Privacy Check: Is It Safe to Use Facebook or Google to Log Into Other Sites?
There are pros and cons for using Oauth, which stands for open standard for authorization (sometimes referred to as SSO, an acronym for single sign-on). Photo: 10'000 Hours/Getty Images
Stop me if this sounds familiar: you’re browsing the web and land on a news site or cooking blog you’re interested in, and you’re prompted to create an account.
Usually, this requires you to come up with yet another username and password you need to remember, and often an email address for them to send a confirmation (to prove you’re a real person and not an automated “bot”).
Instead, you see an option that lets you easily log in with your Facebook or Google account with one click or tap, for immediate access to the content you want to consume. Facebook or Google then quickly sends a security token back to the site that essentially confirms “Yes, this person is who they say they are. Go ahead.”
Easy peasy, right? Well, yes, and no.
There are pros and cons for using Oauth, which stands for open standard for authorization (sometimes referred to as SSO, an acronym for single sign-on).
Here’s what you need to know to decide if it’s for you — and how to change it if you already signed up with your Facebook or Google ID.
Signing into a site with your Facebook or Google is safe for the most part, yes.
That is, it’s likely safer than creating a new account with this website and trusting it takes cybersecurity seriously.
And you should know that while you may be signing into a new website with your Facebook or Google ID, it never has access to your password for Facebook or Google. That’s still between you and those services.
A related consideration in favour of Oauth: it’s one less password for you to remember. Unless you use a password manager to handle creating strong and unique passwords and logging into online accounts, you probably don’t want to come up with a new password since you likely have several already. Again, the website you’re trusting your password with is likely more vulnerable to a breach or hack than Facebook or Google, which have both invested heavily into security on the backend.
(Nothing is 100 per cent, of course. Lest we forget Facebook’s massive data breach that became big news in the fall of 2018, which impacted at least 50 million of its users.)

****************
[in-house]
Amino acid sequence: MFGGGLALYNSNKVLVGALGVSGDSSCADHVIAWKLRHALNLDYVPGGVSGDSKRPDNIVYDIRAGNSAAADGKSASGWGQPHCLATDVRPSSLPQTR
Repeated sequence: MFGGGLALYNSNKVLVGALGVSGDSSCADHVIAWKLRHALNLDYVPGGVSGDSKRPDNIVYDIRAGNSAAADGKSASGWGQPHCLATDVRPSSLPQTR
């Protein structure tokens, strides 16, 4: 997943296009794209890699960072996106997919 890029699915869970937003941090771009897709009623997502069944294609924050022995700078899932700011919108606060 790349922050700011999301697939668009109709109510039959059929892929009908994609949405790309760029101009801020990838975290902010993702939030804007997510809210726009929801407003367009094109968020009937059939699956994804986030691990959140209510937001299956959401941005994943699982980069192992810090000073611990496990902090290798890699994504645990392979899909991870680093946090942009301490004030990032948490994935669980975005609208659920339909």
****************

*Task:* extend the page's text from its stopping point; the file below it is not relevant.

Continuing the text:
By the way, it’s not just websites that leverage this Oauth sign-in option, but many apps, too. And for those who play games, you may be asked to sign in with your Facebook or Google ID as a means to save your progress and synchronize it between multiple devices. For example, you can start playing a puzzle game on a smartphone and perhaps continue on your computer at a later time.
OK, so using Oauth is fast, convenient and safe. What’s the big deal, then?
In most cases, the website you just signed into with your Facebook or Google ID now has access to some aspects of your accounts.
At a minimum, that news site or cooking blog can now access your Facebook public profile or your email address (which may invite spammed marketing messages).
In some cases, these sites may get much more than that, such as access to your contact/friends list, the ability to post to your wall, and perhaps seeing what kinds of posts you “like” in your circle of friends.
And Facebook and Google benefit, too, as everything you likely do at this new website is sent back to them. That’s why if you read an article about hotels and resorts in Jamaica or the Dominican Republic, you start seeing Caribbean travel ads afterward on Facebook or after performing a Google search.
Make no mistake: Facebook and Google track you in some fashion anyway, unless you’ve opted out of it (as prompted now on iPhone, iPad and Apple TV) or make a few tweaks to your settings.
How to Stop Facebook Tracking
As the old adage goes, nothing is truly free, and so Facebook monetizes its “free” social media platform by selling target advertisements.